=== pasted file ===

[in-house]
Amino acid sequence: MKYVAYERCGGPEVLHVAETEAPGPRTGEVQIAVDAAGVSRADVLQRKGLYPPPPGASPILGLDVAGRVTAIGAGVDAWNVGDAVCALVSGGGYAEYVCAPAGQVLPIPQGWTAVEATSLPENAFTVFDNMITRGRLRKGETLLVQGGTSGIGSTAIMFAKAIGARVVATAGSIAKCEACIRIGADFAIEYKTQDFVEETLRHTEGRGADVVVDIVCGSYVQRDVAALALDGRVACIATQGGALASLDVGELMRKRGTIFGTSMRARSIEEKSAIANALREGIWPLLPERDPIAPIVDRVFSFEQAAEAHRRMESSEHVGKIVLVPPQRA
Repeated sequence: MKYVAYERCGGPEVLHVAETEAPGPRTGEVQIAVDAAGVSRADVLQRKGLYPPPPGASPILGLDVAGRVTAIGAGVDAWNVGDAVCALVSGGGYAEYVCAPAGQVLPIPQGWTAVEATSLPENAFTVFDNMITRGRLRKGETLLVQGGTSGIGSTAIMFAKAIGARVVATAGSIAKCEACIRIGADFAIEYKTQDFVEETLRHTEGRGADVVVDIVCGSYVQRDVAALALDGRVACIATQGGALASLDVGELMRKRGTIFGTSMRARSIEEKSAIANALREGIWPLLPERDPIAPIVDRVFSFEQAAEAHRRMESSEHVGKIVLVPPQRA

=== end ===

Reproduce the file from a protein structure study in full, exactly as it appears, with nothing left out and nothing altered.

[in-house]
Amino acid sequence: MKYVAYERCGGPEVLHVAETEAPGPRTGEVQIAVDAAGVSRADVLQRKGLYPPPPGASPILGLDVAGRVTAIGAGVDAWNVGDAVCALVSGGGYAEYVCAPAGQVLPIPQGWTAVEATSLPENAFTVFDNMITRGRLRKGETLLVQGGTSGIGSTAIMFAKAIGARVVATAGSIAKCEACIRIGADFAIEYKTQDFVEETLRHTEGRGADVVVDIVCGSYVQRDVAALALDGRVACIATQGGALASLDVGELMRKRGTIFGTSMRARSIEEKSAIANALREGIWPLLPERDPIAPIVDRVFSFEQAAEAHRRMESSEHVGKIVLVPPQRA
Repeated sequence: MKYVAYERCGGPEVLHVAETEAPGPRTGEVQIAVDAAGVSRADVLQRKGLYPPPPGASPILGLDVAGRVTAIGAGVDAWNVGDAVCALVSGGGYAEYVCAPAGQVLPIPQGWTAVEATSLPENAFTVFDNMITRGRLRKGETLLVQGGTSGIGSTAIMFAKAIGARVVATAGSIAKCEACIRIGADFAIEYKTQDFVEETLRHTEGRGADVVVDIVCGSYVQRDVAALALDGRVACIATQGGALASLDVGELMRKRGTIFGTSMRARSIEEKSAIANALREGIWPLLPERDPIAPIVDRVFSFEQAAEAHRRMESSEHVGKIVLVPPQRA